Sep 25, 2017

Cassidy-Graham hearing: A dramatic political showdown over a dying bill

Capitol police remove protestors from the Finance hearing on Cassidy-Graham. Photo: Caitlin Owens/Axios

The Senate Finance Committee hearing on Republicans' latest health care bill is about as chaotic as congressional hearings get, with senators talking over one another, testifying about bills they wrote (which is unusual), and protestors in wheelchairs being dragged out of the committee room.

Be smart: This dramatic political showdown is all happening for a bill that's widely assumed to be dead. Not only are Republicans highly unlikely to pass this bill, but now they'll also have to deal with photos of disabled people in wheelchairs being removed from a hearing about a bill they fear could take away their health care coverage.

What's happened:

  • Protestors attending today's hearing on Republicans' health care proposals were immediately removed by Capitol police after they began chanting, "No cuts to Medicaid, save our liberty" as soon as Chairman Orrin Hatch gaveled the hearing into session. The hearing couldn't begin for roughly 20 minutes — until the protestors, many in wheelchairs, had been removed. "If you can't be in order, then get the heck out of here," Hatch said once the protestors were removed.
  • Sen. Bill Cassidy, one of the bill's sponsors and one of the witnesses testifying at the hearing, said the most recent version of the bill is also the final one, aside from corrections to drafting errors. Ranking Member Ron Wyden asked if the most recent version of the bill is the one the Senate will vote on. "Yeah, I believe so…I hope a correction of a drafting error doesn't constitute a whole 'nother version," Cassidy replied. Why this matters: Sens. Rand Paul and Ted Cruz are withholding their votes for the bill unless they get policy changes they've asked for. Cassidy made it sound like those changes aren't coming. Sen. John McCain is the third public "no" vote, meaning the bill is looking pretty dead.

Go deeper

Trump touts press briefing "ratings" as U.S. coronavirus case surge

Photo: Drew Angerer/Getty Images.

President Trump sent about a half-dozen tweets on Sunday touting the high television ratings that his coronavirus press briefings have received, selectively citing a New York Times article that compared them to "The Bachelor" and "Monday Night Football."

Why it matters: The president has been holding daily press briefings in the weeks since the coronavirus pandemic was declared, but news outlets have struggled with how to cover them live — as Trump has repeatedly been found to spread misinformation and contradict public health officials.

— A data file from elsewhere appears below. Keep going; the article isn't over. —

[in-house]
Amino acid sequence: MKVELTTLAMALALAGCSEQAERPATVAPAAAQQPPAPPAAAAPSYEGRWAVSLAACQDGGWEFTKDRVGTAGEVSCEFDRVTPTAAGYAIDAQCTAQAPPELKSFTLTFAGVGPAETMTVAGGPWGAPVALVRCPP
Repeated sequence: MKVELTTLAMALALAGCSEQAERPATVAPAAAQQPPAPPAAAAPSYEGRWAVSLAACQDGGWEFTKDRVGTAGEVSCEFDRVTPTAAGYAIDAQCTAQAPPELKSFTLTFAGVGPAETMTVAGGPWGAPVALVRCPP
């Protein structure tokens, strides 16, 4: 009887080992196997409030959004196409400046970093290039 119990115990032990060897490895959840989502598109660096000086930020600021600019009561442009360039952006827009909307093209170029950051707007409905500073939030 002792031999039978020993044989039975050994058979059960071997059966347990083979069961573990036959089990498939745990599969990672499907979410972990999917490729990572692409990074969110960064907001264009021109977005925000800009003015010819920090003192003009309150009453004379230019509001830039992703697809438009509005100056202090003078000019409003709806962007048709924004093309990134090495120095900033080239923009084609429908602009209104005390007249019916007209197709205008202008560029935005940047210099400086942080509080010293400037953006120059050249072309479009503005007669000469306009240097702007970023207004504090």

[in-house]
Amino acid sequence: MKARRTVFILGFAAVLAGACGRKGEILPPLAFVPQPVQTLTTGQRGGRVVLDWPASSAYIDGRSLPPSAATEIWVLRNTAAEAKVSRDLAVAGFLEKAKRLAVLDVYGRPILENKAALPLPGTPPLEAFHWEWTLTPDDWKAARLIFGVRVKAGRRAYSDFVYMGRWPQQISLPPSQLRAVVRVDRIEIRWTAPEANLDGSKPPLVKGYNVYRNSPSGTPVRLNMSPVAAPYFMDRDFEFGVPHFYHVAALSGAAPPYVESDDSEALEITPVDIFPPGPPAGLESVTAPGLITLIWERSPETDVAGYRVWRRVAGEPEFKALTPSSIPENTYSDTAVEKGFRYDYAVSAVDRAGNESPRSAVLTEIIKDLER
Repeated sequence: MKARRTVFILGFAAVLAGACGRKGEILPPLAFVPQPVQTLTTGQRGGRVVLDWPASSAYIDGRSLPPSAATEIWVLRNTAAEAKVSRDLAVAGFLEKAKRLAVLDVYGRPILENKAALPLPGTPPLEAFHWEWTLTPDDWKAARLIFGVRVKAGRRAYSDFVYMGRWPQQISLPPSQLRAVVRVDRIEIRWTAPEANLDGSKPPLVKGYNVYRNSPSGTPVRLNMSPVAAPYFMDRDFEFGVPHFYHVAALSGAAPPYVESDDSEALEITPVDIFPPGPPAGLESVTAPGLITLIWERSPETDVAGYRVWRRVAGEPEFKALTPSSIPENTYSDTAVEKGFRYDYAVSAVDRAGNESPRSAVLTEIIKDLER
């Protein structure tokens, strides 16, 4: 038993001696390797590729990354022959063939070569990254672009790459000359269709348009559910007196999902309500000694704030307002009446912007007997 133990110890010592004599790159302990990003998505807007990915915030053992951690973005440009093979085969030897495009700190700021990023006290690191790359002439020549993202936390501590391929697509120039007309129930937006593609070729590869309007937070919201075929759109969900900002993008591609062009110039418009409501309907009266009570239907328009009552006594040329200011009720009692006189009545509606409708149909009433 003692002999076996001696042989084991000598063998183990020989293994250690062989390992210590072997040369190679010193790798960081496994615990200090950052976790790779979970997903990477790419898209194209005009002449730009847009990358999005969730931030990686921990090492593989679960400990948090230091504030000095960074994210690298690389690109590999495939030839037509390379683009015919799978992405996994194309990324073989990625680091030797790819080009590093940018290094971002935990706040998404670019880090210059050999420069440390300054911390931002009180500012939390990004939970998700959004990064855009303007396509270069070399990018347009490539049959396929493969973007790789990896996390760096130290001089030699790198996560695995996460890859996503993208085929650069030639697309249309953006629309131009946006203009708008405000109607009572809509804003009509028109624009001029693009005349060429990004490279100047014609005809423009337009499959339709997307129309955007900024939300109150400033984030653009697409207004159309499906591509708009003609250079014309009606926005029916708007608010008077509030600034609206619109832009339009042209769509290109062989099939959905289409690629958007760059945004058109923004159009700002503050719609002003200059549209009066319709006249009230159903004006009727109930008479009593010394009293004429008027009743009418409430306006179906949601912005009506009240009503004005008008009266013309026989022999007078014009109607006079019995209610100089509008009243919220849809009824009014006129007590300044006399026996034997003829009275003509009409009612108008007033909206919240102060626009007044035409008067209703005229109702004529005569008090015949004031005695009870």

World coronavirus updates: Total cases surge to over 700,000

Data: The Center for Systems Science and Engineering at Johns Hopkins, the CDC, and China's Health Ministry. Note: China numbers are for the mainland only and U.S. numbers include repatriated citizens and confirmed plus presumptive cases from the CDC

There are now than more than 700,000 confirmed cases of the coronavirus around the world, according to data from Johns Hopkins. The virus has now killed more than 32,000 people — with Italy alone reporting over 10,000 deaths.

The big picture: Governments around the world have stepped up public health and economic measures to stop the spread of the virus and soften the financial impact. In the U.S., now the site of the largest outbreak in the world, President Trump said Saturday he would issue a "strong" travel advisory for New York, New Jersey and parts of Connecticut.

Go deeperArrowUpdated 44 mins ago - Health

Coronavirus dashboard

Illustration: Sarah Grillo/Axios

  1. Global: Total confirmed cases as of 2 p.m. ET: 704,095 — Total deaths: 33,509 — Total recoveries: 148,824.
  2. U.S.: Leads the world in cases. Total confirmed cases as of 2 p.m. ET: 132,637 — Total deaths: 2,351 — Total recoveries: 2,612.
  3. Federal government latest: The first federal prisoner to die from coronavirus was reported from a correctional facility in Louisiana on Sunday.
  4. Public health updates: Fauci says 100,000 to 200,000 Americans could die from virus.
  5. State updates: Louisiana governor says state is on track to exceed ventilator capacity by end of this week — Cuomo says Trump's mandatory quarantine comments "really panicked" people
  6. World updates: Italy on Sunday reported 756 new deaths, bringing its total 10,779. Spain reported almost 840 dead, another new daily record that bring its total to over 6,500.
  7. What should I do? Answers about the virus from Axios expertsWhat to know about social distancingQ&A: Minimizing your coronavirus risk
  8. Other resources: CDC on how to avoid the virus, what to do if you get it.

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